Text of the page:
Senator Ken Salazar of Colorado helped confirm President Bush’s nominee Leslie Southwick to the U.S. Court of Appeals for the Fifth Circuit today, by first voting for him and then voting against him. Critics have accused Southwick of expressing racist and homophobic opinions in his judicial opinions.Salazar was one of three Democratic Senators who voted not to filibuster the nomination of Southwick, but then voted against his confirmation on the merits. Salazar knew that the filibuster was the vote that could kill Southwick’s nomination as it required 60 votes to overcome a Democratic filibuster of the nomination, rather than a mere majority vote. Salazar joined 61 other Senators to end the filibuster of the nomination while 35 Senators voted to continue the filibuster. Three Senators did not vote.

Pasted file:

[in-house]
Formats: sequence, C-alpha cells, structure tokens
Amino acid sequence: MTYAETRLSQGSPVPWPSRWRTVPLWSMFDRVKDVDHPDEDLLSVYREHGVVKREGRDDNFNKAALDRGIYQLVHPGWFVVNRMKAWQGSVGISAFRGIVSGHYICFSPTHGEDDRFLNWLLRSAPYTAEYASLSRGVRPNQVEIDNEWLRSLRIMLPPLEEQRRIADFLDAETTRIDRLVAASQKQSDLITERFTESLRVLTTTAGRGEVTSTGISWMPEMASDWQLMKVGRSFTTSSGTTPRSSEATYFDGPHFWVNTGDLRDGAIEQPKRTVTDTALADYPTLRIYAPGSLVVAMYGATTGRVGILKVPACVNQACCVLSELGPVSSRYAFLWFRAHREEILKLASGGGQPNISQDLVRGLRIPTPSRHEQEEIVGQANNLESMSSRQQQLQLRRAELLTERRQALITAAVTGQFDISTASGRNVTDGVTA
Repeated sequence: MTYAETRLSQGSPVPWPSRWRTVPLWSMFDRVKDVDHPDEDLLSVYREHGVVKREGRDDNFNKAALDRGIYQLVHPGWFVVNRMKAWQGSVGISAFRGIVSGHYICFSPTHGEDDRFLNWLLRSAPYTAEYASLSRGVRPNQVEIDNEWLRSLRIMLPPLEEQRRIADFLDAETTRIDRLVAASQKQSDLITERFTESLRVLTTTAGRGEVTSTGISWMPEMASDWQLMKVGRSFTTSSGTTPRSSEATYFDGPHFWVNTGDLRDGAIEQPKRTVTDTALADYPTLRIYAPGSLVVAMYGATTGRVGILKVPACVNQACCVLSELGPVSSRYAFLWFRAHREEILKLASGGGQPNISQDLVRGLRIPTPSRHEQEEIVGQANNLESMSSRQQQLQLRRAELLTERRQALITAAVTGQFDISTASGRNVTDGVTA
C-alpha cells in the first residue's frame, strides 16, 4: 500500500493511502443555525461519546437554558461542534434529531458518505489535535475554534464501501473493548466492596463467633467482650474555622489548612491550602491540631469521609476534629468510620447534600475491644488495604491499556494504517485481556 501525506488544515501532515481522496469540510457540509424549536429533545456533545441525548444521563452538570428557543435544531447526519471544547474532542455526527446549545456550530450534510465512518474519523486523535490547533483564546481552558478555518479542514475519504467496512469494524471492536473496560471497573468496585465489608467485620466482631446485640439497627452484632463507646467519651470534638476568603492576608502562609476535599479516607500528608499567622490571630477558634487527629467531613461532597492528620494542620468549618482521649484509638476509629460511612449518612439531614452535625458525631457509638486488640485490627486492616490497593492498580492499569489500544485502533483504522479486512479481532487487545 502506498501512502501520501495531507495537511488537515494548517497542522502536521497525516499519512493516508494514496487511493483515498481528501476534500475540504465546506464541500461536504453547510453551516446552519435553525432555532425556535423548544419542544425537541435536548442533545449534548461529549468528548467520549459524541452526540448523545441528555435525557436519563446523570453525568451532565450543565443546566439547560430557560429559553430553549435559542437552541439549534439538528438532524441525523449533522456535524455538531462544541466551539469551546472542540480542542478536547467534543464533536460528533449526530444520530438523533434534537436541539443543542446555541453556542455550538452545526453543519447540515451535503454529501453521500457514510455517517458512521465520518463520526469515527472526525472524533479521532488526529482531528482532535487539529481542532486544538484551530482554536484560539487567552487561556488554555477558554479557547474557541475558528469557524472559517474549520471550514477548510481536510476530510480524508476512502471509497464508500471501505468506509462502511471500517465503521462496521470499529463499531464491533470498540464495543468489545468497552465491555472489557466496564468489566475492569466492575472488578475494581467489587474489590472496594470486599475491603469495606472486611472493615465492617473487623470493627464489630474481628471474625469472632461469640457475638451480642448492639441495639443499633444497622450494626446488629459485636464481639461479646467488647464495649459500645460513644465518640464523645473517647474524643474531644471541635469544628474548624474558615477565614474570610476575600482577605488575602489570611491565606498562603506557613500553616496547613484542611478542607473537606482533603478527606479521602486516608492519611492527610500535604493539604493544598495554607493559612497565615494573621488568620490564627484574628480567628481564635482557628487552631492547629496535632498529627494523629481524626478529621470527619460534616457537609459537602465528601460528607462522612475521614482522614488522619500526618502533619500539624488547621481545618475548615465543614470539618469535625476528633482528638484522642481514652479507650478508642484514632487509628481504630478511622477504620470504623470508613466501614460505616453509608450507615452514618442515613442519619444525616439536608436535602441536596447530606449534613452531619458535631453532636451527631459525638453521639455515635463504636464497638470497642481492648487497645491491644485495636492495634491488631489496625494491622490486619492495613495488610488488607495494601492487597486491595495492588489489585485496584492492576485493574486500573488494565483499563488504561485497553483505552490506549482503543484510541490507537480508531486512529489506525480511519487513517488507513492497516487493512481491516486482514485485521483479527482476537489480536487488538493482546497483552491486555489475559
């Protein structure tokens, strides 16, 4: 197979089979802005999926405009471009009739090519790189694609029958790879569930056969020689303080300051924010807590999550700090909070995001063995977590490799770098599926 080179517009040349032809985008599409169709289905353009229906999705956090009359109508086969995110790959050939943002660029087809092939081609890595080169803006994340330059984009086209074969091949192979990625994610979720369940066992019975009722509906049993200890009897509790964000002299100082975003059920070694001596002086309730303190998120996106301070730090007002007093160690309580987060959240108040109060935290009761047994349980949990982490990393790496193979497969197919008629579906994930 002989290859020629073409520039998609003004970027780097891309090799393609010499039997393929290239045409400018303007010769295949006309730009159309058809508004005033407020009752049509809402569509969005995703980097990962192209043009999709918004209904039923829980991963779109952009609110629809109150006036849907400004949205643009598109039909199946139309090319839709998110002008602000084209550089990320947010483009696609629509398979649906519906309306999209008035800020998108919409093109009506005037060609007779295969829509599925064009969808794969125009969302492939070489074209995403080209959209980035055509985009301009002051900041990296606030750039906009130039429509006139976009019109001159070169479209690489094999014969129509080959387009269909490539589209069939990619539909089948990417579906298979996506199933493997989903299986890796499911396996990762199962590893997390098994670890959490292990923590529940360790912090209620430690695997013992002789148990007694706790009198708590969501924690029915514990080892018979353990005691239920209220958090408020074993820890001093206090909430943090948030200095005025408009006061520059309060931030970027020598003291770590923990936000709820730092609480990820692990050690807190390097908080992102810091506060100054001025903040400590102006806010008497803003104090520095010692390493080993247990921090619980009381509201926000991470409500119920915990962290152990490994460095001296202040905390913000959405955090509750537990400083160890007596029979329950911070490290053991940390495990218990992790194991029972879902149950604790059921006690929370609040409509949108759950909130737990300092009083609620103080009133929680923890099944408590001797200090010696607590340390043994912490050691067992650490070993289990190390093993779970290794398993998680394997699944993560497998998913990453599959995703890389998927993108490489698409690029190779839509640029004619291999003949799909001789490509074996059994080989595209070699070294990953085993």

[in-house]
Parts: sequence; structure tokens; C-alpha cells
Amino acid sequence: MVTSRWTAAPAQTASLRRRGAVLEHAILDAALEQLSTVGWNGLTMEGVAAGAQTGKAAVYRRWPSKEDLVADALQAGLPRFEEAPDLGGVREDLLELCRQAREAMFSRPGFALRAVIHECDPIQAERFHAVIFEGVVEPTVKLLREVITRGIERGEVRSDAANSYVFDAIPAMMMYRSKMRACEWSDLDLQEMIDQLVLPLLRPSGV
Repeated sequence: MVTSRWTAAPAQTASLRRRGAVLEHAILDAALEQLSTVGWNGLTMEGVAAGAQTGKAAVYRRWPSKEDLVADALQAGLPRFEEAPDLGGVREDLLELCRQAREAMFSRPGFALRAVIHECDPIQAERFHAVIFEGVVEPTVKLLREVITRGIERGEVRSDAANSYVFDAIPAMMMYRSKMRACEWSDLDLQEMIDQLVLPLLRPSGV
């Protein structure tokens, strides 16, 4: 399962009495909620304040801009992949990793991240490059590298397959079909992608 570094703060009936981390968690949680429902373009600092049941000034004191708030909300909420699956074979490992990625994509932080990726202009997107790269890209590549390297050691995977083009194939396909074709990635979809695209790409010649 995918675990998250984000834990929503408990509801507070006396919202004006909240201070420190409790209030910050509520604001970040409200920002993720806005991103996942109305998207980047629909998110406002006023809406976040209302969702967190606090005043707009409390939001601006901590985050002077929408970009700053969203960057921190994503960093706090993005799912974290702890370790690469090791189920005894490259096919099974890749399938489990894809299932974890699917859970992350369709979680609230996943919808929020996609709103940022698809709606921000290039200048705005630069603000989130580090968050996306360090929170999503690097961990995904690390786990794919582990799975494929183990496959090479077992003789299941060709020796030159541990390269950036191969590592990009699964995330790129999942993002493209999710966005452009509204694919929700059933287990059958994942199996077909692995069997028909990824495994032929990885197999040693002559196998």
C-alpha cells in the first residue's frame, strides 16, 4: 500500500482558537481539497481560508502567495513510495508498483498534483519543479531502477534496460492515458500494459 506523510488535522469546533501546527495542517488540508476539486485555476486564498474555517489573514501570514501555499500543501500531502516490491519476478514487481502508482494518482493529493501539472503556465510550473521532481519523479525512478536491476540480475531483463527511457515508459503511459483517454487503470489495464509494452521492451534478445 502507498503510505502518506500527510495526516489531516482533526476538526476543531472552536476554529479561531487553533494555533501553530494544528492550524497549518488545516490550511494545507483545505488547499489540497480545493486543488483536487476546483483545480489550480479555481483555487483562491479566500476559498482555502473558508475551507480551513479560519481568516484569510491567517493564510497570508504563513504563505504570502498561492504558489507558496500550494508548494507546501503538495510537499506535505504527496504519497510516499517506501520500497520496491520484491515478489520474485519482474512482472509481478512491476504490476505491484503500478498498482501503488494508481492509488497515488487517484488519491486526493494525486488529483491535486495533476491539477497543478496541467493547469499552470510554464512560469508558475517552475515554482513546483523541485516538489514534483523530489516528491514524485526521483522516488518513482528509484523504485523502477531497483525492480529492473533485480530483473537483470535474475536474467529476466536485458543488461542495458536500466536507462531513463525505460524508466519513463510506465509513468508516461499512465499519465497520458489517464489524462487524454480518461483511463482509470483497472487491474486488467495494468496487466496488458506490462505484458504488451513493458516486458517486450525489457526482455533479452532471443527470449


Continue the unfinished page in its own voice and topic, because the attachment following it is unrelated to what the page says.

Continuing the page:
On the merits, Salazar voted against Southwick, who was confirmed by a 59-38 vote with three Senators not voting.
Every Republican, as well as Independent Sen. Joseph Lieberman of Connecticut, voted for Southwick on the merits, as did the following Democrats (all Senators not voting were Democrats; all Senators opposing the nomination were Democrats except Senator Bernie Sanders from Vermont, who is an Independent).
Daniel Akaka (D-HI), Robert Byrd (D-WV), Kent Conrad (D-ND), Byron Dorgan (D-ND), Dianne Feinstein (D-CA), Tim Johnson (D-SD), Blanche Lincoln (D-AR), Benjamin Nelson (D-NE) and Mark Pryor (D-AR).
Like Salazar, Democrats Thomas Carper from Delaware and Daniel Inouye from Hawaii also refused to filibuster the nominee, while voting against the nominee on the merits.
Wikipedia sums up the opposition to Southwick based largely upon intolerant racial and homophobic views expressed in his judicial opinions while serving on the Mississippi Court of Appeals from 1994 to 2006.